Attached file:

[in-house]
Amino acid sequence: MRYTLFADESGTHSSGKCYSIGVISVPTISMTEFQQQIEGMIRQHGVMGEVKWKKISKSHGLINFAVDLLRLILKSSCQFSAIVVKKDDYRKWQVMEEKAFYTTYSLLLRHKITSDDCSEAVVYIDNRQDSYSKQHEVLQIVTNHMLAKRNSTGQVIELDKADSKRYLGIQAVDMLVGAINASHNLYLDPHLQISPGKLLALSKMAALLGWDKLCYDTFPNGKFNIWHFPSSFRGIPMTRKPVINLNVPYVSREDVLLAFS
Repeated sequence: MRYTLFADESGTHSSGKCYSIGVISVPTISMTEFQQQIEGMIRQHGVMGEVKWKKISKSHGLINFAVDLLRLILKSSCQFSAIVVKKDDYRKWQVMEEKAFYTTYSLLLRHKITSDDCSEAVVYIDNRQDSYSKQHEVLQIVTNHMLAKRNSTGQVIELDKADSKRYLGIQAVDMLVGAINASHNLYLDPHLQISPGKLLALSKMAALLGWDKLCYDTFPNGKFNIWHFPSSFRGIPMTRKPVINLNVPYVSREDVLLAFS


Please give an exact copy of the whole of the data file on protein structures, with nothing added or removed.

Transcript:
[in-house]
Amino acid sequence: MRYTLFADESGTHSSGKCYSIGVISVPTISMTEFQQQIEGMIRQHGVMGEVKWKKISKSHGLINFAVDLLRLILKSSCQFSAIVVKKDDYRKWQVMEEKAFYTTYSLLLRHKITSDDCSEAVVYIDNRQDSYSKQHEVLQIVTNHMLAKRNSTGQVIELDKADSKRYLGIQAVDMLVGAINASHNLYLDPHLQISPGKLLALSKMAALLGWDKLCYDTFPNGKFNIWHFPSSFRGIPMTRKPVINLNVPYVSREDVLLAFS
Repeated sequence: MRYTLFADESGTHSSGKCYSIGVISVPTISMTEFQQQIEGMIRQHGVMGEVKWKKISKSHGLINFAVDLLRLILKSSCQFSAIVVKKDDYRKWQVMEEKAFYTTYSLLLRHKITSDDCSEAVVYIDNRQDSYSKQHEVLQIVTNHMLAKRNSTGQVIELDKADSKRYLGIQAVDMLVGAINASHNLYLDPHLQISPGKLLALSKMAALLGWDKLCYDTFPNGKFNIWHFPSSFRGIPMTRKPVINLNVPYVSREDVLLAFS